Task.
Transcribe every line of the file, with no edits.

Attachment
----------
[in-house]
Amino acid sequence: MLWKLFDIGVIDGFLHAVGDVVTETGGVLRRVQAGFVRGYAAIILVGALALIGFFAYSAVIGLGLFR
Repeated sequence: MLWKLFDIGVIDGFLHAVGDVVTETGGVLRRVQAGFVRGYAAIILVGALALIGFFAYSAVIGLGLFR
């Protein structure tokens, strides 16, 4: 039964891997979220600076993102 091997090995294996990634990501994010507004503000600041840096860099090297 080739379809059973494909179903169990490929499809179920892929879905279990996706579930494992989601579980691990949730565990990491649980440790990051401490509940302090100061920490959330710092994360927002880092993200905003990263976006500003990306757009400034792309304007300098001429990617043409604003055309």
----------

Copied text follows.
[in-house]
Amino acid sequence: MLWKLFDIGVIDGFLHAVGDVVTETGGVLRRVQAGFVRGYAAIILVGALALIGFFAYSAVIGLGLFR
Repeated sequence: MLWKLFDIGVIDGFLHAVGDVVTETGGVLRRVQAGFVRGYAAIILVGALALIGFFAYSAVIGLGLFR
């Protein structure tokens, strides 16, 4: 039964891997979220600076993102 091997090995294996990634990501994010507004503000600041840096860099090297 080739379809059973494909179903169990490929499809179920892929879905279990996706579930494992989601579980691990949730565990990491649980440790990051401490509940302090100061920490959330710092994360927002880092993200905003990263976006500003990306757009400034792309304007300098001429990617043409604003055309």